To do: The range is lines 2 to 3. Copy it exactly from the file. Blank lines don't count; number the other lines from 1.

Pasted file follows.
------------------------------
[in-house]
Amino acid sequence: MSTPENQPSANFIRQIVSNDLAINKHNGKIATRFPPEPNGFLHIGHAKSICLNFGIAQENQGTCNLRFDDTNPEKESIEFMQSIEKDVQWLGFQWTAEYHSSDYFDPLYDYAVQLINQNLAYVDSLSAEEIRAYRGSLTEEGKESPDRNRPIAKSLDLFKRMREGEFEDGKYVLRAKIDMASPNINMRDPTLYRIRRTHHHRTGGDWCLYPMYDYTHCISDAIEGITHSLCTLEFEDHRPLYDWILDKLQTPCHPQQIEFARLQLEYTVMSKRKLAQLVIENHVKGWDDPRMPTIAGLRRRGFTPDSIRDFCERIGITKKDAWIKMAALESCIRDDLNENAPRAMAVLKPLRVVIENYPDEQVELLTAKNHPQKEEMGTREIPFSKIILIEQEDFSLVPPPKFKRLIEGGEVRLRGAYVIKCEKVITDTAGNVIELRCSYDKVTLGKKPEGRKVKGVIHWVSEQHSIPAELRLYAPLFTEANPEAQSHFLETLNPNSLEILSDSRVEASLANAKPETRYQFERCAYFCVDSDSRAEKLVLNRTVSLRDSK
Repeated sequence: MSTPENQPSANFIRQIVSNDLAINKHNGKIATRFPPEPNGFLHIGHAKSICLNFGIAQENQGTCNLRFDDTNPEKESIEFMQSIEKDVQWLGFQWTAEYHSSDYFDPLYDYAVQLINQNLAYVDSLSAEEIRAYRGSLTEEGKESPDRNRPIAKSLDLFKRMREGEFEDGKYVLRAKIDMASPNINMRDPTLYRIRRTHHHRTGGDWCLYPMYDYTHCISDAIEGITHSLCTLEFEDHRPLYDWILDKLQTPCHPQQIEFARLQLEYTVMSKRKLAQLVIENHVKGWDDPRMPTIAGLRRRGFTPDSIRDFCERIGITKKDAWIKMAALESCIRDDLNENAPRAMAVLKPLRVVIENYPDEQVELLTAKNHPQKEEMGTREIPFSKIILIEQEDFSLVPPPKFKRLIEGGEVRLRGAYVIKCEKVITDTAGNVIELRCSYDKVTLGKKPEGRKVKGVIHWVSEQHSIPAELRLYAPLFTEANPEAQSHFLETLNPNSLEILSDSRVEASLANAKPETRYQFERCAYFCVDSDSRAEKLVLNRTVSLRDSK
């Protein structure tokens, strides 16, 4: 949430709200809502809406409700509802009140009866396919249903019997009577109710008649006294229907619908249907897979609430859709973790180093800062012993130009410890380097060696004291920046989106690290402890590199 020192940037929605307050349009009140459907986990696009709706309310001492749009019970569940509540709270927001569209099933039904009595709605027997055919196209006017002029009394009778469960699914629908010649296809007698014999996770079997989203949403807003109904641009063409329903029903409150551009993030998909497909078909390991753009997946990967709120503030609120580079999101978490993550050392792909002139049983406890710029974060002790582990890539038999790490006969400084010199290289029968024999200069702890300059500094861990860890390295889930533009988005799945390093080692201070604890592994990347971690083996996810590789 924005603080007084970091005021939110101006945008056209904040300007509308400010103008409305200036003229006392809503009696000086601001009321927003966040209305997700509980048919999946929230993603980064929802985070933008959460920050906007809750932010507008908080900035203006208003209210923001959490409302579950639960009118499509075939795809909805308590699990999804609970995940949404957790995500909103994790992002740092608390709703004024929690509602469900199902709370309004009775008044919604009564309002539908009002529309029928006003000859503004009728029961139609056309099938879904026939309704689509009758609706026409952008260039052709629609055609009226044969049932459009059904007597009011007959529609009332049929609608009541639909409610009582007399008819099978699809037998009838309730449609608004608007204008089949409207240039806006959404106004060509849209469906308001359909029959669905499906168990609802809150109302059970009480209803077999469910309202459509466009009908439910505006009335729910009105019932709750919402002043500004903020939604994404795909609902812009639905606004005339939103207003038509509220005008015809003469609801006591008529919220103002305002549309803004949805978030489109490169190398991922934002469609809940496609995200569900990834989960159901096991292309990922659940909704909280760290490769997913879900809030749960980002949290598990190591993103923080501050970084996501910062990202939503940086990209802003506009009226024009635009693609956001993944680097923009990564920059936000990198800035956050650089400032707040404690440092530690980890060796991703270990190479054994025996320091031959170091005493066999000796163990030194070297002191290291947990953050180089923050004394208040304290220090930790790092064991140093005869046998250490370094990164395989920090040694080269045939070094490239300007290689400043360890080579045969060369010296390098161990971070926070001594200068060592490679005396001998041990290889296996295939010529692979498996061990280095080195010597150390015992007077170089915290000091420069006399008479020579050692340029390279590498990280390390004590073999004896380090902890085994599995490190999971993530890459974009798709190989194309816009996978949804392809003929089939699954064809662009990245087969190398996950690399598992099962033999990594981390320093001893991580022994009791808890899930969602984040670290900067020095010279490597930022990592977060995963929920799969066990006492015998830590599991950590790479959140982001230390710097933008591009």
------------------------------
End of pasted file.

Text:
Amino acid sequence: MSTPENQPSANFIRQIVSNDLAINKHNGKIATRFPPEPNGFLHIGHAKSICLNFGIAQENQGTCNLRFDDTNPEKESIEFMQSIEKDVQWLGFQWTAEYHSSDYFDPLYDYAVQLINQNLAYVDSLSAEEIRAYRGSLTEEGKESPDRNRPIAKSLDLFKRMREGEFEDGKYVLRAKIDMASPNINMRDPTLYRIRRTHHHRTGGDWCLYPMYDYTHCISDAIEGITHSLCTLEFEDHRPLYDWILDKLQTPCHPQQIEFARLQLEYTVMSKRKLAQLVIENHVKGWDDPRMPTIAGLRRRGFTPDSIRDFCERIGITKKDAWIKMAALESCIRDDLNENAPRAMAVLKPLRVVIENYPDEQVELLTAKNHPQKEEMGTREIPFSKIILIEQEDFSLVPPPKFKRLIEGGEVRLRGAYVIKCEKVITDTAGNVIELRCSYDKVTLGKKPEGRKVKGVIHWVSEQHSIPAELRLYAPLFTEANPEAQSHFLETLNPNSLEILSDSRVEASLANAKPETRYQFERCAYFCVDSDSRAEKLVLNRTVSLRDSK
Repeated sequence: MSTPENQPSANFIRQIVSNDLAINKHNGKIATRFPPEPNGFLHIGHAKSICLNFGIAQENQGTCNLRFDDTNPEKESIEFMQSIEKDVQWLGFQWTAEYHSSDYFDPLYDYAVQLINQNLAYVDSLSAEEIRAYRGSLTEEGKESPDRNRPIAKSLDLFKRMREGEFEDGKYVLRAKIDMASPNINMRDPTLYRIRRTHHHRTGGDWCLYPMYDYTHCISDAIEGITHSLCTLEFEDHRPLYDWILDKLQTPCHPQQIEFARLQLEYTVMSKRKLAQLVIENHVKGWDDPRMPTIAGLRRRGFTPDSIRDFCERIGITKKDAWIKMAALESCIRDDLNENAPRAMAVLKPLRVVIENYPDEQVELLTAKNHPQKEEMGTREIPFSKIILIEQEDFSLVPPPKFKRLIEGGEVRLRGAYVIKCEKVITDTAGNVIELRCSYDKVTLGKKPEGRKVKGVIHWVSEQHSIPAELRLYAPLFTEANPEAQSHFLETLNPNSLEILSDSRVEASLANAKPETRYQFERCAYFCVDSDSRAEKLVLNRTVSLRDSK